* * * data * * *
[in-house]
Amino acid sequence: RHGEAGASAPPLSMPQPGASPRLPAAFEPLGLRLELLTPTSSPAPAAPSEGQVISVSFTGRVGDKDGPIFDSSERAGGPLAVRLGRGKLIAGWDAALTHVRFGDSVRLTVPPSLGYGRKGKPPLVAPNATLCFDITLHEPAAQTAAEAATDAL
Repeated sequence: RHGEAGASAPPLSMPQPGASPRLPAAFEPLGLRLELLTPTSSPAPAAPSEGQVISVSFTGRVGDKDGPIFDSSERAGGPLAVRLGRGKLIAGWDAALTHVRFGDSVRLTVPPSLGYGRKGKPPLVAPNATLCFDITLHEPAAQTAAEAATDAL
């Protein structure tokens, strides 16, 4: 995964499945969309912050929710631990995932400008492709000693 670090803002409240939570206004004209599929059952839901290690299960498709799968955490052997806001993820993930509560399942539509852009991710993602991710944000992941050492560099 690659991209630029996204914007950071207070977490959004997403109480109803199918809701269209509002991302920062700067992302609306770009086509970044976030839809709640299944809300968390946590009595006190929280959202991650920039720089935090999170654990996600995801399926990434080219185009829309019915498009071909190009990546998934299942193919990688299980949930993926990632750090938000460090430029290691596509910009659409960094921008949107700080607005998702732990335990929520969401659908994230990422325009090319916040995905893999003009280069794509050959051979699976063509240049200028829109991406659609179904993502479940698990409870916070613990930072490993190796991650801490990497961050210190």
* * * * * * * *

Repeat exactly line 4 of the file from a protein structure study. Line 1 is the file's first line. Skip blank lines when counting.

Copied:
């Protein structure tokens, strides 16, 4: 995964499945969309912050929710631990995932400008492709000693 670090803002409240939570206004004209599929059952839901290690299960498709799968955490052997806001993820993930509560399942539509852009991710993602991710944000992941050492560099 690659991209630029996204914007950071207070977490959004997403109480109803199918809701269209509002991302920062700067992302609306770009086509970044976030839809709640299944809300968390946590009595006190929280959202991650920039720089935090999170654990996600995801399926990434080219185009829309019915498009071909190009990546998934299942193919990688299980949930993926990632750090938000460090430029290691596509910009659409960094921008949107700080607005998702732990335990929520969401659908994230990422325009090319916040995905893999003009280069794509050959051979699976063509240049200028829109991406659609179904993502479940698990409870916070613990930072490993190796991650801490990497961050210190």